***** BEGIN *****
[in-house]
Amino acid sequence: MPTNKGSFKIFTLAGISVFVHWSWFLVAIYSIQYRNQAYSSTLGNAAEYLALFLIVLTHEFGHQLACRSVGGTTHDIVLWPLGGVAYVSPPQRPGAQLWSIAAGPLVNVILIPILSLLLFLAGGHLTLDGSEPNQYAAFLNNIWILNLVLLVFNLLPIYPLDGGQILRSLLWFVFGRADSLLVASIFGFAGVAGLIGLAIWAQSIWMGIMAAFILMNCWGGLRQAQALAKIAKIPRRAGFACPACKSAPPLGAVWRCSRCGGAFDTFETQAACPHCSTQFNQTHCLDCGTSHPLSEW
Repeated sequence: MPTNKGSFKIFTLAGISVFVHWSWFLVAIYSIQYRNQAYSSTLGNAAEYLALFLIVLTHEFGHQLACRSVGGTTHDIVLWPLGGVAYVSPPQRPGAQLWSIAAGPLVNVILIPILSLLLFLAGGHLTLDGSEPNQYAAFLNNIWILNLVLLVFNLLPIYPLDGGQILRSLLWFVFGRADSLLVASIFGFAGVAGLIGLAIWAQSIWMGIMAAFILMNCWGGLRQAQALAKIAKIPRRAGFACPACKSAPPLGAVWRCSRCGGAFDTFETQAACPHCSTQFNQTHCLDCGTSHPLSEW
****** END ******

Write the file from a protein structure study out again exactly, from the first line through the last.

[in-house]
Amino acid sequence: MPTNKGSFKIFTLAGISVFVHWSWFLVAIYSIQYRNQAYSSTLGNAAEYLALFLIVLTHEFGHQLACRSVGGTTHDIVLWPLGGVAYVSPPQRPGAQLWSIAAGPLVNVILIPILSLLLFLAGGHLTLDGSEPNQYAAFLNNIWILNLVLLVFNLLPIYPLDGGQILRSLLWFVFGRADSLLVASIFGFAGVAGLIGLAIWAQSIWMGIMAAFILMNCWGGLRQAQALAKIAKIPRRAGFACPACKSAPPLGAVWRCSRCGGAFDTFETQAACPHCSTQFNQTHCLDCGTSHPLSEW
Repeated sequence: MPTNKGSFKIFTLAGISVFVHWSWFLVAIYSIQYRNQAYSSTLGNAAEYLALFLIVLTHEFGHQLACRSVGGTTHDIVLWPLGGVAYVSPPQRPGAQLWSIAAGPLVNVILIPILSLLLFLAGGHLTLDGSEPNQYAAFLNNIWILNLVLLVFNLLPIYPLDGGQILRSLLWFVFGRADSLLVASIFGFAGVAGLIGLAIWAQSIWMGIMAAFILMNCWGGLRQAQALAKIAKIPRRAGFACPACKSAPPLGAVWRCSRCGGAFDTFETQAACPHCSTQFNQTHCLDCGTSHPLSEW